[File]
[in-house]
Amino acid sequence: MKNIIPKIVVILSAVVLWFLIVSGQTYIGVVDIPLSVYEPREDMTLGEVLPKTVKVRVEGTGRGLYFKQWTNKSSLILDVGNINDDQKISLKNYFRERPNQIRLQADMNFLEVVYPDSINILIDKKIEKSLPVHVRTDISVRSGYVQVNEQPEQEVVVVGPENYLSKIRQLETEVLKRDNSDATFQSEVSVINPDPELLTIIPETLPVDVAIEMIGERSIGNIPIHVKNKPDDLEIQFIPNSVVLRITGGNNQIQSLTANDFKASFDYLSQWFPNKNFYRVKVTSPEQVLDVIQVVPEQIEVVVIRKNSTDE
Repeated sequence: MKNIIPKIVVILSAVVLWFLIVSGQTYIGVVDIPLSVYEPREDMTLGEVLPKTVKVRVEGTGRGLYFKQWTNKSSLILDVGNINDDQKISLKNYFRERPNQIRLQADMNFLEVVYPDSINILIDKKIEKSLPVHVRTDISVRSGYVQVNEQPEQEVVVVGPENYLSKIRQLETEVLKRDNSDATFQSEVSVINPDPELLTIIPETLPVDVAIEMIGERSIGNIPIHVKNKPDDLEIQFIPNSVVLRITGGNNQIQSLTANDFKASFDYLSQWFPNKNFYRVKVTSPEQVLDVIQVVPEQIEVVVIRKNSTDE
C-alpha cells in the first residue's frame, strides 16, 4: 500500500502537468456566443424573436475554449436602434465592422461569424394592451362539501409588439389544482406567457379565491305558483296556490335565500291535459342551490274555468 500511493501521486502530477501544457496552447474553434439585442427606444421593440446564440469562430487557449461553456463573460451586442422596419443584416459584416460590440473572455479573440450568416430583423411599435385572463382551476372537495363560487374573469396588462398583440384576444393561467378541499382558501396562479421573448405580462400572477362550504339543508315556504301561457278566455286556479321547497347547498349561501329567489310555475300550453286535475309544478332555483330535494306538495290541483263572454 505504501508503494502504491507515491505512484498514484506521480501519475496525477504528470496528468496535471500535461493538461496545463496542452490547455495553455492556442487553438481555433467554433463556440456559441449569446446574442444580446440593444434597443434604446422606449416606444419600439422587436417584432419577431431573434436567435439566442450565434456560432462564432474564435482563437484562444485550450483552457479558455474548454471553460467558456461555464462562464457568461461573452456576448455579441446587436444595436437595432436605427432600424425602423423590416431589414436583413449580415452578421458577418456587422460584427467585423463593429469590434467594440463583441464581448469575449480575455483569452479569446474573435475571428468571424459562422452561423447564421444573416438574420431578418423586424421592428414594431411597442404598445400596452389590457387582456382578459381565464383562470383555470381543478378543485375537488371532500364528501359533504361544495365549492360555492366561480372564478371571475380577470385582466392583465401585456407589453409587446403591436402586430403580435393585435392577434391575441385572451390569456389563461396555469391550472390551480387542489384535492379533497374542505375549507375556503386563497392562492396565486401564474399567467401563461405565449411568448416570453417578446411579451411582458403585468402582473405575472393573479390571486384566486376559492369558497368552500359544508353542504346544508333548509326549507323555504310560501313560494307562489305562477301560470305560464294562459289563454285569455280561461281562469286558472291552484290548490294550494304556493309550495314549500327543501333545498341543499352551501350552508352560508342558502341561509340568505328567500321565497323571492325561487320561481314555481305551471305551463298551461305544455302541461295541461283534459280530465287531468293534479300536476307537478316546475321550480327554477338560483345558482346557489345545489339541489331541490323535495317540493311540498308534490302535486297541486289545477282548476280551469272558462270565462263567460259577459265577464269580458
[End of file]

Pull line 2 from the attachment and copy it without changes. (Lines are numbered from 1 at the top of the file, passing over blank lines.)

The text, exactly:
Amino acid sequence: MKNIIPKIVVILSAVVLWFLIVSGQTYIGVVDIPLSVYEPREDMTLGEVLPKTVKVRVEGTGRGLYFKQWTNKSSLILDVGNINDDQKISLKNYFRERPNQIRLQADMNFLEVVYPDSINILIDKKIEKSLPVHVRTDISVRSGYVQVNEQPEQEVVVVGPENYLSKIRQLETEVLKRDNSDATFQSEVSVINPDPELLTIIPETLPVDVAIEMIGERSIGNIPIHVKNKPDDLEIQFIPNSVVLRITGGNNQIQSLTANDFKASFDYLSQWFPNKNFYRVKVTSPEQVLDVIQVVPEQIEVVVIRKNSTDE